Tight budget creating undesired position for U staff, students

Latasha Webb

As the University adjusts to a smaller-than-desired budget, students and faculty can expect to feel the repercussions of a fiscally tightened belt.

Last week the state Legislature’s Higher Education Conference Committee allocated $90 million in increased funding to the University – the University requested a $221 million increase.

University officials predict student tuition will increase 10 percent to 14 percent. Thus, in-state undergraduates taking 15 credits a semester can expect a minimum increase of $440.10 per semester, and out-of-state students can expect an increase of $1,298.70 per semester.

“We will put substantial additional dollars into scholarships, and Pell Grants are going up,” said University President Mark Yudof.

University officials were relieved because the allocation was more than previously expected, but the amount will still have the University looking for additional funding wherever possible.

During the last four years, the University has cut $33.1 million in administrative costs. Yudof said he plans to cut an additional $30 million more in expenditures and administrative costs.

Undergraduate programs, health care premiums, and faculty salaries are just a few areas where the University will feel the budget belt tighten.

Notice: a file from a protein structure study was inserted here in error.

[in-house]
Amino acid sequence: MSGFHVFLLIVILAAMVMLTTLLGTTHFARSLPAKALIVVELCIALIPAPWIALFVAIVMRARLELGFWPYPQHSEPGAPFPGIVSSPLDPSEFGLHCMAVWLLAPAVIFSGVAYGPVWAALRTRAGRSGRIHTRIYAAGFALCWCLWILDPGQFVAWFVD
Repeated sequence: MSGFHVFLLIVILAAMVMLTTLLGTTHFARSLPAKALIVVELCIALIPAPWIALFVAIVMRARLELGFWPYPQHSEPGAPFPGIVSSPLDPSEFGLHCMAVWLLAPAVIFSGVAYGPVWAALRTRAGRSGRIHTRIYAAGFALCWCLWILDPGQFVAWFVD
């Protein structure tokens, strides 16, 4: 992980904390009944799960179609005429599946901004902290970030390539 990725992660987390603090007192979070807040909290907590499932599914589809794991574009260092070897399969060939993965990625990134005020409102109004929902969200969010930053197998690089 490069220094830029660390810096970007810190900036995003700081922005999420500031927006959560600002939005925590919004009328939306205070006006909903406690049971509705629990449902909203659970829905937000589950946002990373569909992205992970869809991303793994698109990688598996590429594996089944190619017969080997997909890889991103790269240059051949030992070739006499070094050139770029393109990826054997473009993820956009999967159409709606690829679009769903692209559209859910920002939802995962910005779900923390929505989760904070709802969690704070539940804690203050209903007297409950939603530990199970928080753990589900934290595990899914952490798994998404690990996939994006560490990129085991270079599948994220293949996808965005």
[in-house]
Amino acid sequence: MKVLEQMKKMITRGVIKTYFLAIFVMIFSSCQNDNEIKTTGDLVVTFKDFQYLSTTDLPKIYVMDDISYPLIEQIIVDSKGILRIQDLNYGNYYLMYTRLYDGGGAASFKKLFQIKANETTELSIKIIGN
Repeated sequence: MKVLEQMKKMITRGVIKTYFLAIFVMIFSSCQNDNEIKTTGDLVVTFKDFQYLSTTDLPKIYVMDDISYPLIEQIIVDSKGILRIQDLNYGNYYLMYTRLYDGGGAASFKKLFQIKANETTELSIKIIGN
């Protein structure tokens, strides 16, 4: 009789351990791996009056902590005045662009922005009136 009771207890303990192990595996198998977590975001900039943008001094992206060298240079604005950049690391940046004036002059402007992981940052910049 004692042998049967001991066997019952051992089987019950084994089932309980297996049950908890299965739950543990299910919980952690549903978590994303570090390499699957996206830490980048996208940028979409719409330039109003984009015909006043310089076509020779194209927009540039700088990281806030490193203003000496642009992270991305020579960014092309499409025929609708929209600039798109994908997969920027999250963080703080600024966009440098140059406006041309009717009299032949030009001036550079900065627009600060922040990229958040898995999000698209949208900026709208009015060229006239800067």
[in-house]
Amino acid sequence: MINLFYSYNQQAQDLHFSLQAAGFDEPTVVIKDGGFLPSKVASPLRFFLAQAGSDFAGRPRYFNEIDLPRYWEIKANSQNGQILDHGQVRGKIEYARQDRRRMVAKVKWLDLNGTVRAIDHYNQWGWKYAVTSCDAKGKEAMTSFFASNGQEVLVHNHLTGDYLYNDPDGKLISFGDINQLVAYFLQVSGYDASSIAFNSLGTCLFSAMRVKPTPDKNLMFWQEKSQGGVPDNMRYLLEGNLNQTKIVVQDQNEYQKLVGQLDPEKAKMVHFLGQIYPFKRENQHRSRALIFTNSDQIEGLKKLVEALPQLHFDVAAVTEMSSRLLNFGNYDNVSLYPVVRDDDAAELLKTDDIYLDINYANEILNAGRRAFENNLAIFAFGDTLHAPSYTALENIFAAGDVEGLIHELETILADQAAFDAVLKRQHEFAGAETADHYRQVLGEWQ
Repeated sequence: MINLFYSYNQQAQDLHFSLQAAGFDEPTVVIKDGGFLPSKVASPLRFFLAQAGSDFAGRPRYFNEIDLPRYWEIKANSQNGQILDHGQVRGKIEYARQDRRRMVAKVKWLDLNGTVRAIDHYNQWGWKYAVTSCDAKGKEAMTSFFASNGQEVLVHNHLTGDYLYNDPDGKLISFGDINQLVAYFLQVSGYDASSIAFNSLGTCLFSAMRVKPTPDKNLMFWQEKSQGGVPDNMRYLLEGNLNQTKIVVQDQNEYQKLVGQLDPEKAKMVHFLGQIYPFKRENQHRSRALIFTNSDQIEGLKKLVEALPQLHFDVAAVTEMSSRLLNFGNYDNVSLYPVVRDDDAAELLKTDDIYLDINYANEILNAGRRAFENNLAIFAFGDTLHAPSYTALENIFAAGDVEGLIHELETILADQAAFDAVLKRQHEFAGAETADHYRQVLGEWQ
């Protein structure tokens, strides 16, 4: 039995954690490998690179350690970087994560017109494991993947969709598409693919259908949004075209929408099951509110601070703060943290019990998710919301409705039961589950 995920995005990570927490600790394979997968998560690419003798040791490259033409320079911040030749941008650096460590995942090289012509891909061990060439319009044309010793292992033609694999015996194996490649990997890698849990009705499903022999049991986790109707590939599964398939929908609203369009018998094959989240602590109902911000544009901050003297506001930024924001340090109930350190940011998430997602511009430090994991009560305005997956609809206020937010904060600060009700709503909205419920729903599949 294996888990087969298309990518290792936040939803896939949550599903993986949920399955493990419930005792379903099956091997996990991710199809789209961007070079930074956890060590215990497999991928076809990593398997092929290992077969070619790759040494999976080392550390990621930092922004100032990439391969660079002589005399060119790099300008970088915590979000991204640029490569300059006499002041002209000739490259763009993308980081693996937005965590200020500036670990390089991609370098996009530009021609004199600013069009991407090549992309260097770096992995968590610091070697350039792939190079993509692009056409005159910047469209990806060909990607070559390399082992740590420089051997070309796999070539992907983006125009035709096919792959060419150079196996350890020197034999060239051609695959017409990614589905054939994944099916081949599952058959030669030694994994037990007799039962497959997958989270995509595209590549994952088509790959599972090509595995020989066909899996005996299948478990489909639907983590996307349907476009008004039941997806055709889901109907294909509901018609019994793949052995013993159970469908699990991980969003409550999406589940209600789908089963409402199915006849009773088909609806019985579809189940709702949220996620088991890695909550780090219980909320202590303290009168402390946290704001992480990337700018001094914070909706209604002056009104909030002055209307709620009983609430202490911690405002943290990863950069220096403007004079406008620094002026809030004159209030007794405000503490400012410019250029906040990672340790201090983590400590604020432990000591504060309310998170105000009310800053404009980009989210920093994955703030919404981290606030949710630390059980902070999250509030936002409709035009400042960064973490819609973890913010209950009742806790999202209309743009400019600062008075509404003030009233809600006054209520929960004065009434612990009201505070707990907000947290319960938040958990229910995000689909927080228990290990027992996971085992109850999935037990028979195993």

“Every member of the Legislature was aware of the consequences of funding under $138 million,” Yudof said. He added health insurance and a 3 percent faculty raise will cost $120 million during the next two years.

Yudof also said the University will continue focusing on improving undergraduate education, but will have to forego all new programs, reduce faculty raises and renegotiate health care insurance for employees.

The University’s Board of Regents will meet Thursday and Friday with Yudof to consider changes in health care benefits for University employees.

The University will also consider a hiring and salary freeze, but Yudof said he was concerned University stagnation would render the institution uncompetitive. A hiring/salary freeze would allow other institutions to steal University faculty with more tempting facilities and employee packages.

University faculty currently produce one and a half times their salary in research grants each year but are paid approximately $10,000 less than those at other public universities such as the University of Michigan and the University of California-Berkeley.

Yudof said he advocated the University’s cause to the Legislature to “the limit of my ability.”

He added his condolences to students and those who will be unable to return next semester because of increased tuition.

“This will cause great pain to our students,” Yudof said, “and for this I am genuinely sorry.”

Latasha Webb welcomes comments at [email protected]